MATHEMATICAL FICTION:

a list compiled by Alex Kasman (College of Charleston)

Home All New Browse Search About

...
Into Darkness (1992)
Greg Egan
(click on names to see more mathematical fiction by the same author)
...

Creepy story about a man who volunteers to rescue people from a worm-hole that randomly appears in cities, killing anyone who is not able to make it to the center of the spacetime-distortion before it disappears. The mathematical content of the story is only in the discussion of the probabilistic aspect of determining when it will disappear. Like nuclear decay, the probability is constant; at any moment the probability that the worm-hole will disappear is the same as at any other moment. The character discusses the implications of such a probability distribution as well as specifically addressing some of the misconceptions people might have about it.

Contributed by bazil

It's very good. I recommend it to everyone!

Buy this work of mathematical fiction and read reviews at amazon.com. Amazon.com logo
(Note: This is just one work of mathematical fiction from the list. To see the entire list or to see more works of mathematical fiction, return to the Homepage.)

Works Similar to Into Darkness
According to my `secret formula', the following works of mathematical fiction are similar to this one:
  1. Border Guards by Greg Egan
  2. Singleton by Greg Egan
  3. Transition Dreams by Greg Egan
  4. Unstable Orbits in the Space of Lies by Greg Egan
  5. The Planck Dive by Greg Egan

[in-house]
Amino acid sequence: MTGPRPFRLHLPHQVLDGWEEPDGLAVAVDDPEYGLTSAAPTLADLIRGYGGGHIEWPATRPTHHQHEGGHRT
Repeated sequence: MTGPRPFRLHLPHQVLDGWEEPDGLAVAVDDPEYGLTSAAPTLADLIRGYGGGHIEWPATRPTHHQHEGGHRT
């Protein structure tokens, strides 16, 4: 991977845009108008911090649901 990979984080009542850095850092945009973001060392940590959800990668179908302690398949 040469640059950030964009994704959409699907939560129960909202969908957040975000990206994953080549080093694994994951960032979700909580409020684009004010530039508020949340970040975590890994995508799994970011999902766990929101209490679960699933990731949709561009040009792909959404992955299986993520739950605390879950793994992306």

6. Diaspora by Greg Egan
  7. Distress by Greg Egan
  8. Luminous by Greg Egan
  9. Wang's Carpets by Greg Egan
  10. One by George Alec Effinger
Ratings for Into Darkness:
RatingsHave you seen/read this work of mathematical fiction? Then click here to enter your own votes on its mathematical content and literary quality or send me comments to post on this Webpage.
Mathematical Content:
3/5 (2 votes)
..
Literary Quality:
4.5/5 (2 votes)
..

Categories:
GenreScience Fiction,
Motif
TopicProbability/Statistics,
MediumShort Stories,

Home All New Browse Search About

Your Help Needed: Some site visitors remember reading works of mathematical fiction that neither they nor I can identify. It is time to crowdsource this problem and ask for your help! You would help a neighbor find a missing pet...can't you also help a fellow site visitor find some missing works of mathematical fiction? Please take a look and let us know if you have seen these missing stories anywhere!.

(Maintained by Alex Kasman, College of Charleston)